I've just come across an excellent teaching activity by Noel Jenkins of Juicy Geography about earthquakes in San Francisco using Google Earth. It uses ground overlays to illustrate areas of liquification danger and earthquake amplification danger. Noel says he's tested the activity in class and that it could be used to cover GIS teaching too.
Opacity Slider: One of the functions that is used in the activity is the 'opacity slider', this changes the transparancy of a ground overlay. I thought it worth exactly how to use the opacity slider as its useful in lots of teaching situations:
1] Open the file that goes with the lesson plan
2] Expand the folders in the Places column until you have the data overlays folder open (click the plus buttons on the left of the folders to do this)
3] The elements showing in this folder are all ground overlays, basically images that lie over the Google Earth topography like a table cloth. You can tell this by looking at their icons in the places column - a sheet overlying another sheet.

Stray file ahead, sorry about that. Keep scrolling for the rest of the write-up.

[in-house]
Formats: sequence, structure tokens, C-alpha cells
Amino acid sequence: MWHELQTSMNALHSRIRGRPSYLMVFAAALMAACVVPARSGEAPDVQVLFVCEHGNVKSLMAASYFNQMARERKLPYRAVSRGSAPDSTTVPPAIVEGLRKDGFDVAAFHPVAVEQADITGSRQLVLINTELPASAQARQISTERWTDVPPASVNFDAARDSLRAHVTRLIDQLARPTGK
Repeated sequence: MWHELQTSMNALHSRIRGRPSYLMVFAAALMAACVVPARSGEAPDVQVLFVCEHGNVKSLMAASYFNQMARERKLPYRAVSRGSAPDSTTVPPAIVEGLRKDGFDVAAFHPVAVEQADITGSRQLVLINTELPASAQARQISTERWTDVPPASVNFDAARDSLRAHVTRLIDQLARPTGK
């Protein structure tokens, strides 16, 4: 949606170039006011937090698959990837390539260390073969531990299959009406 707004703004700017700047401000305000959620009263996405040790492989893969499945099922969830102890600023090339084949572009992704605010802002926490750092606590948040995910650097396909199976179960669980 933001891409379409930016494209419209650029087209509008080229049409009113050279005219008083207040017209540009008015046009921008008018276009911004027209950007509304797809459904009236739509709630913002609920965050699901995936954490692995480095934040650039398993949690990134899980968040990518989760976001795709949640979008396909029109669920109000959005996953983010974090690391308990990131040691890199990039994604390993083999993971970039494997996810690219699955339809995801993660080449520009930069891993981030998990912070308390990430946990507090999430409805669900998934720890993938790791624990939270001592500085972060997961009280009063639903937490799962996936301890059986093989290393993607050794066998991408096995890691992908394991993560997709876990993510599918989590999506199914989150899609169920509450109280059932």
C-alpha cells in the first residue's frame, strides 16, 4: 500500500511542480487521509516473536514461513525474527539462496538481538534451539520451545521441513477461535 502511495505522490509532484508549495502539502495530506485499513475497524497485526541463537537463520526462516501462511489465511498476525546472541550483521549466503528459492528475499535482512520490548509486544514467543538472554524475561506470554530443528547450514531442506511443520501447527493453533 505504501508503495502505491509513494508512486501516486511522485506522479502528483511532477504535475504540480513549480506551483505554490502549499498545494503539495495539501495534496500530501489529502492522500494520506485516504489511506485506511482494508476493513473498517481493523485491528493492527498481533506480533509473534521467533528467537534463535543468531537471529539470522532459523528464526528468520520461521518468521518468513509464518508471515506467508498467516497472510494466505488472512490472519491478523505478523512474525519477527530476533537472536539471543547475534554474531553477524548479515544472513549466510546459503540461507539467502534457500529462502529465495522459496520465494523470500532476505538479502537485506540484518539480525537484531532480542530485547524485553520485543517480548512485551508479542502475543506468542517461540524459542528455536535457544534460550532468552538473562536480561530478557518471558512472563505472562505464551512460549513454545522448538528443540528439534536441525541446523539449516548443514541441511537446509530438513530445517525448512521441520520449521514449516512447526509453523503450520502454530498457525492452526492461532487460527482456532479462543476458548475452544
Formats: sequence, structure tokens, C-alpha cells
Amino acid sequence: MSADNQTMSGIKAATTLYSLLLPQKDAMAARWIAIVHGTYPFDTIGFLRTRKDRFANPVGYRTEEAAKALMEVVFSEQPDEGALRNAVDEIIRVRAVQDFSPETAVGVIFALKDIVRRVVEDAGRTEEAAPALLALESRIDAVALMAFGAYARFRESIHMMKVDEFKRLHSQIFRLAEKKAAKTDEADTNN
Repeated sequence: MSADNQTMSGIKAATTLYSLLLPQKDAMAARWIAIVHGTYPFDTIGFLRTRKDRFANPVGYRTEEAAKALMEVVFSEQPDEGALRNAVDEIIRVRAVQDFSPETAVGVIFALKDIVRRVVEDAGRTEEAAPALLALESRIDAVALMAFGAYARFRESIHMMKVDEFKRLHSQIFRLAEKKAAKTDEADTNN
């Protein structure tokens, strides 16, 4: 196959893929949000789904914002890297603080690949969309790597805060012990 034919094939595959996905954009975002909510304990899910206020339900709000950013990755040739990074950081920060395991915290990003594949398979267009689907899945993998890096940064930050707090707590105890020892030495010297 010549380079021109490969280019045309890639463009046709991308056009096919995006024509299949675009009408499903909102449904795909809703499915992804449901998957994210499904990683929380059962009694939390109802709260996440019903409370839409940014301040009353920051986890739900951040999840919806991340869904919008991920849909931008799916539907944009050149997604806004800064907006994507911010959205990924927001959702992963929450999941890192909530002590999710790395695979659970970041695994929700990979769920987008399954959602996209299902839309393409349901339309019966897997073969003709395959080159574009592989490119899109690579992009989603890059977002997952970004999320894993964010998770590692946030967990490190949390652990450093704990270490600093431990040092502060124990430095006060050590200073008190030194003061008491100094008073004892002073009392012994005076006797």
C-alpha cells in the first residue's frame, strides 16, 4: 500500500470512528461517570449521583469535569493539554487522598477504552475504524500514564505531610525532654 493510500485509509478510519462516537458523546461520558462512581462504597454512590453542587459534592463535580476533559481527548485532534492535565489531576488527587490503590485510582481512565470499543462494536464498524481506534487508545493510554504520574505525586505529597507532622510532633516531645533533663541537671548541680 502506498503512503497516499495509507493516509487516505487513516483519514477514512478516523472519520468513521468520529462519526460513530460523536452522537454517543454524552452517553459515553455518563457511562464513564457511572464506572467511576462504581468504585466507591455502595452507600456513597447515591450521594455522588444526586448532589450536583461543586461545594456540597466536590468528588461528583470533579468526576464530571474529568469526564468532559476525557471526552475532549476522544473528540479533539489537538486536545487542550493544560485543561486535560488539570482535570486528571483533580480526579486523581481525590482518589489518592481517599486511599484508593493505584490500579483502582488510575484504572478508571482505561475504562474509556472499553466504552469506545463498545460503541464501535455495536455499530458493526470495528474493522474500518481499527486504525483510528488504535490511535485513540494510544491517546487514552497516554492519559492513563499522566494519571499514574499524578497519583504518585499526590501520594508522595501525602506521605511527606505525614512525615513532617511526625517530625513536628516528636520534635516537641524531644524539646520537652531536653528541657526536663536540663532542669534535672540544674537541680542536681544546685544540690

4] Tick one so it shows on screen. Notice that it also goes blue, this means it's selected.
5] Click the square icon at the bottom of the Places column to the right of the magnifying glass. A slider appears, moving the circle changes the transparency (or opacity) of the overlay.
Adjusting the opacity allows you to see the true image of the ground below and or see another ground overlay more clearly.
Useful Supporting Videos:
the above clip shows someone lecturing at the time of an earthquake (I think in California). If you replay it and watch carefully you can see that most of the students run for the door and only one student does what they've been taught and dives under the desk.
The clip below shows an illustration of liquefaction, when shaken, the sand behaves like a liquid and more dense items (the building model) will sink into it. You can easily do something similar with a box of rice which you shake by hand, you don't need the motor shaker.
and this is what it looks like in real life. The water coming out is a more complicated effect to explain but is related to liquefaction occurring.